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19 August 2020updated 14 Sep 2021 2:14pm

Matthias & Maxime and Sócrates: two new films exploring repressed desires

Xavier Dolan’s French picture and Alexandre Moratto’s debut explore sexuality and homophobia in the lives of two Canadian actors, and a teenager in Brazil.

By Ryan Gilbey

Xavier Dolan is only 31, but his CV must by now have reached pamphlet length. Former child star, budding auteur whose first feature played at Cannes when he was 20, Louis Vuitton model, the voice of Ron Weasley when the Harry Potter films were dubbed for French-Canadian audiences. Despite having directed eight features, not one has been as widely seen as his video for the multi-million-selling “Hello”, with its moody, sepia-soaked images of net  curtains, antique furniture and Adele  having a right mare in the woods.

It is Dolan’s weakness for the music promo aesthetic, and for montages set to recent pop hits, that has stood in his way of being a truly great director. Thankfully, there are fewer of those sugar highs in Matthias & Maxime, which displays a more contemplative aspect (he has described the picture as “underdressed”). It concerns two Montreal friends, the suave, bearded lawyer Matt (Gabriel D’Almeida Freitas) and the truculently handsome urchin Max (Dolan), who had a brief fling at college. Now both are apparently straight, and Max is on the verge of moving to Melbourne to start a new life. Before he goes, they agree to appear in a friend’s experimental short film, which is shooting at a rural cabin. Neither realises until it’s too late that the scene will require them to kiss. As their lips are about to lock, the film cuts to an exterior shot of the cabin, two empty swings swaying in the breeze to the sound of owls hooting. Unrequited love suddenly acquires shades of Friday the 13th.

The next day, Matt goes for an early morning swim, only to lose his bearings and end up on the other side of the lake. No mystery what he was swimming from, or which sins he was trying to cleanse. When he finally returns, he flops exhausted on the jetty at Max’s feet, gasping like a dying fish. The swimming mishap is only partly to blame for his feelings of disorientation.

The two friends are estranged for most of what follows, as the picture charts instead the effect that these disinterred desires have on their lives. Matt becomes twitchy at home and vague at work, though it’s harder to pinpoint how Max is changed by the kiss. His life is already fairly tumultuous, what with caring for a sick, belligerent mother who taunts him about his masculinity and hurls the TV remote at his head.  Maternal issues come as standard in any  Xavier Dolan production, as you might  expect from a director who called his  debut film I Killed My Mother and made the shrill, turbo-charged Mommy, but the emphasis of the new movie is more on the turmoil swirling around Matt and Max. Any  bystanders are prone to get caught in the slip-stream, mothers included.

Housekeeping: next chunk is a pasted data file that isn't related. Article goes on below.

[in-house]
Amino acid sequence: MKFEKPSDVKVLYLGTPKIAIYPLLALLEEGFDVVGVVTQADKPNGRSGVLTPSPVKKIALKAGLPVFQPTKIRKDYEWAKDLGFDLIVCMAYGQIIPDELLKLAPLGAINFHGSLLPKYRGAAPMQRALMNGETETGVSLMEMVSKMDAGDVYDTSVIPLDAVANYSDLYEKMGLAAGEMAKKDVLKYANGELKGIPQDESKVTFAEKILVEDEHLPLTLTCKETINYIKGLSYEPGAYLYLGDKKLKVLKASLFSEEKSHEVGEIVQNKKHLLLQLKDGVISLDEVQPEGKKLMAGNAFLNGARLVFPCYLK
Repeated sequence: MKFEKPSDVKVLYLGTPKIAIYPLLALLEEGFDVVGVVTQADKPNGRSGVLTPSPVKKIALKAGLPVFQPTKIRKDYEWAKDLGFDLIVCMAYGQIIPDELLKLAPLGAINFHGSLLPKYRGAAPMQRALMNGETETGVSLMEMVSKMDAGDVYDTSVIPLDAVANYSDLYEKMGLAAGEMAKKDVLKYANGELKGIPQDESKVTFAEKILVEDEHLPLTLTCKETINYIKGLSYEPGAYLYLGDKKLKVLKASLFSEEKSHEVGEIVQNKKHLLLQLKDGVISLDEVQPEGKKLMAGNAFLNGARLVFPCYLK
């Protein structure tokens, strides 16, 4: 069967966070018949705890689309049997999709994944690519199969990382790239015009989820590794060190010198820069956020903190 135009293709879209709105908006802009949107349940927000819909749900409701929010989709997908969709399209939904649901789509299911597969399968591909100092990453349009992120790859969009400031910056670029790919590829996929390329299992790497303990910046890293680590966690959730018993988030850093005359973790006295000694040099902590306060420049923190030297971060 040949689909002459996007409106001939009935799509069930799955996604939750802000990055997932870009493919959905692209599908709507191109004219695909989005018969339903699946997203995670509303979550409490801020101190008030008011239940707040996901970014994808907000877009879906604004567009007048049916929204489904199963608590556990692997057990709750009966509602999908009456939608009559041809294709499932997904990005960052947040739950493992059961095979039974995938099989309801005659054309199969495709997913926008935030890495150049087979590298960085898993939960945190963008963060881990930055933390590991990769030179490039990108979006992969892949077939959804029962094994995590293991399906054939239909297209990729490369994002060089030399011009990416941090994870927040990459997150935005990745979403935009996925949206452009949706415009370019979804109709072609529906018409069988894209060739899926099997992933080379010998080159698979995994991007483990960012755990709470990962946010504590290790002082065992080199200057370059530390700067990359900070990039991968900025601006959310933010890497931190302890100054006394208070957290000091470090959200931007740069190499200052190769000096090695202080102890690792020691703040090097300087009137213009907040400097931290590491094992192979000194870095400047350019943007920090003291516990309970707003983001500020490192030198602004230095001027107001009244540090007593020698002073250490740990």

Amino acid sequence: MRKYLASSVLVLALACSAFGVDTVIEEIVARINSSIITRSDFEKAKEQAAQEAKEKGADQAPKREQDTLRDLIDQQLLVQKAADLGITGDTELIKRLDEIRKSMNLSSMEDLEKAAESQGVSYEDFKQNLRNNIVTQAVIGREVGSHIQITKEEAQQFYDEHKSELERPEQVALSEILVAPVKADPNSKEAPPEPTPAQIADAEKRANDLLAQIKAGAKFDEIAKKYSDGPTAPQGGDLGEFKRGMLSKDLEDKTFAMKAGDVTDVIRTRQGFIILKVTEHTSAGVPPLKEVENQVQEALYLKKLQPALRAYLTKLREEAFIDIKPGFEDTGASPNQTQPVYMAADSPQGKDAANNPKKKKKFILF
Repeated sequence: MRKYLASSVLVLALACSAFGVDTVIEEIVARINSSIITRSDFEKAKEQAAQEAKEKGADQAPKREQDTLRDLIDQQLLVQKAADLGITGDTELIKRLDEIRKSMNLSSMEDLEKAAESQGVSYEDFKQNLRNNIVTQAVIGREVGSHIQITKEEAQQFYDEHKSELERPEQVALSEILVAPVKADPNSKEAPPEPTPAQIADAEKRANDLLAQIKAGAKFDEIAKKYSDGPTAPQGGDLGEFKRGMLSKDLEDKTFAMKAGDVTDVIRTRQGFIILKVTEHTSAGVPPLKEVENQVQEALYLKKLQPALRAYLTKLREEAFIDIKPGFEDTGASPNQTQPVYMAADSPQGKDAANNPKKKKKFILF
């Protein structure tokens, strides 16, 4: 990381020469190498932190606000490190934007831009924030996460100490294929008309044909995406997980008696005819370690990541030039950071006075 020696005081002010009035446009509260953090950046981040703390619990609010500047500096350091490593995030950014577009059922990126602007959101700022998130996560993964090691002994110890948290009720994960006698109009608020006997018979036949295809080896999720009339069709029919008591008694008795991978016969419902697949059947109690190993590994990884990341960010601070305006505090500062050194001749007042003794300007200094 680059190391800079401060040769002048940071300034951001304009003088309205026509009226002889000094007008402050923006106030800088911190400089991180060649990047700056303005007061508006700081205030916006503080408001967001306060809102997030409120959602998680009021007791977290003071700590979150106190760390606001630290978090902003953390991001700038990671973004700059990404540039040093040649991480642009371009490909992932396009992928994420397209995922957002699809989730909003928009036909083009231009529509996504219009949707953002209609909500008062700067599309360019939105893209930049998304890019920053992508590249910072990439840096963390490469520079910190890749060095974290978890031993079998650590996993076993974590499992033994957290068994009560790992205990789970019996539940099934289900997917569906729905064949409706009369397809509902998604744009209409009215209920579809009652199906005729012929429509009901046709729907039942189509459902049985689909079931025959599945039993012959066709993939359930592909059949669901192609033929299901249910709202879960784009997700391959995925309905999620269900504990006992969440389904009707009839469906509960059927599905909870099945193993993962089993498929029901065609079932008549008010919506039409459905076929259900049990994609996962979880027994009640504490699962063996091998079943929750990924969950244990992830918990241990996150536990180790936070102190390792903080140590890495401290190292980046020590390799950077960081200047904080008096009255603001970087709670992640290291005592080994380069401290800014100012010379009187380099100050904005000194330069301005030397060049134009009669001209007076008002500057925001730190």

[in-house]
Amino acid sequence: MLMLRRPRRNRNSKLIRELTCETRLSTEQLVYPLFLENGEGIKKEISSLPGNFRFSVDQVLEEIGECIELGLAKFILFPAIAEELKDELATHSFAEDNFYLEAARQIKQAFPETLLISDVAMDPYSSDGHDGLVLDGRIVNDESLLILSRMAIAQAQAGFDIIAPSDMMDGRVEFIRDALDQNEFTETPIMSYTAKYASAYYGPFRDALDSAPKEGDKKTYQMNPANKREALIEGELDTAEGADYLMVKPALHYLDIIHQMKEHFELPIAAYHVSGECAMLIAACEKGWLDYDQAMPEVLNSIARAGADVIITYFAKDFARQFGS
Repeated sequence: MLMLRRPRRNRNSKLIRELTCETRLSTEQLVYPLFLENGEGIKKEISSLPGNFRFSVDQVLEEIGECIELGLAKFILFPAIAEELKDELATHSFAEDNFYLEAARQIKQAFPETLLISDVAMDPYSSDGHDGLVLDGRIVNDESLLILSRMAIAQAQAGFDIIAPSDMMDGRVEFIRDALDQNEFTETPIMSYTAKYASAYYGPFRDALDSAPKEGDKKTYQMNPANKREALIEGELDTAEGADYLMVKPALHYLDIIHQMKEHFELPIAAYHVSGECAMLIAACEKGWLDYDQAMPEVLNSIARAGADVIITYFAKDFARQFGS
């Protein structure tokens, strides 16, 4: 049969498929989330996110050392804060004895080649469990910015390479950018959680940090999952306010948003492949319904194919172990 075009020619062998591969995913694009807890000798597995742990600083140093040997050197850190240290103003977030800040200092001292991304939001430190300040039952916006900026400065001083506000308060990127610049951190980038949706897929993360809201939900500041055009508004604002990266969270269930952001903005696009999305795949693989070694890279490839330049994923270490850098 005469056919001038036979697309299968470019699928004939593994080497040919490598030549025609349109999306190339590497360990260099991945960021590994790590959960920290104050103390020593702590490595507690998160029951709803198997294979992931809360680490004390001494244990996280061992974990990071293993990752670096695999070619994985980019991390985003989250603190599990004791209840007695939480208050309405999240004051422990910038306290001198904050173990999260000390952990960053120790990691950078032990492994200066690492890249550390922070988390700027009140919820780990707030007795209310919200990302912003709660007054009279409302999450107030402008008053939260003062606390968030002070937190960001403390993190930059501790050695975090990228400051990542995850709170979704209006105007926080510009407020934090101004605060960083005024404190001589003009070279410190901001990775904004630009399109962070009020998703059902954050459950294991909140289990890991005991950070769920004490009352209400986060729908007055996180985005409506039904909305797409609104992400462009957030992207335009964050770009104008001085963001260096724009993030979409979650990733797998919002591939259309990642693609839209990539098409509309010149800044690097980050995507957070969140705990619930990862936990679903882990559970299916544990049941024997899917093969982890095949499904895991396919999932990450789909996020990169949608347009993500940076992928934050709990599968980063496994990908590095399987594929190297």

Dolan has a facility for noisy, crowded party scenes, though his eye for detail here produces some quieter and more acute moments – Matt’s fixation with a potted plant in his boss’s office, or the volley of glances exchanged between Max and a stranger on the bus, whose initial interest turns to shock and then pity.

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Whatever the emotional fluctuations, the temperature of the film is stabilised by some strict colour-coding. Matt’s suit and tie are an icy blue, with his scenes, such as that morning swim, usually tinted the same colour, while Max is associated with the livid reds of his T-shirts and the strawberry birthmark dominating one side of his face. Only once is the pattern reversed, as the men prepare for their screen kiss and briefly find themselves wearing each other’s skins, so to speak. No pop songs necessary: Dolan lets the colours sing.

Illicit desires also run through the Brazilian drama Sócrates, named after its main character, a gay 15-year-old (played by the gifted newcomer Christian Malheiros) whose hardscrabble existence grows even more perilous after the death of his mother. Dodging child protection services, he ends up earning peanuts working in a scrap- yard alongside the scowling, sultry Maicon (Tales Ordakji). Harshness and beauty co-exist in the same frame: if the expanse of coastal São Paulo is seen at all, it is squeezed behind derelict buildings or flooded grassland, the compositions so wincingly tight that the film sometimes seems to have been shot on one of those hidden cameras used to expose social injustice.

That would only be fitting. Each effort Sócrates makes to improve his life or do the right thing is stymied, whether by bureaucracy and systemic neglect or cowardice and homophobia. The film crams a lot of hardship into its 70 minutes, as well as an abundance of humanity. It was produced for less than $20,000 by the Unicef-sponsored Querô Institute, which supplied the director Alexandre Moratto with a cast and crew drawn from economically disadvantaged, at-risk teenagers. The portrait of Brazil shows a country in a state of accelerated disrepair, whereas the film is a testament to the skill and tenacity of those who might otherwise have been written off.

“Matthias & Maxime” is streaming on Mubi from 28 August

Matthias & Maxime (15)
dir: Xavier Dolan

“Sócrates” is streaming and in cinemas from 4 September

Sócrates (15)
dir: Alexandre Moratto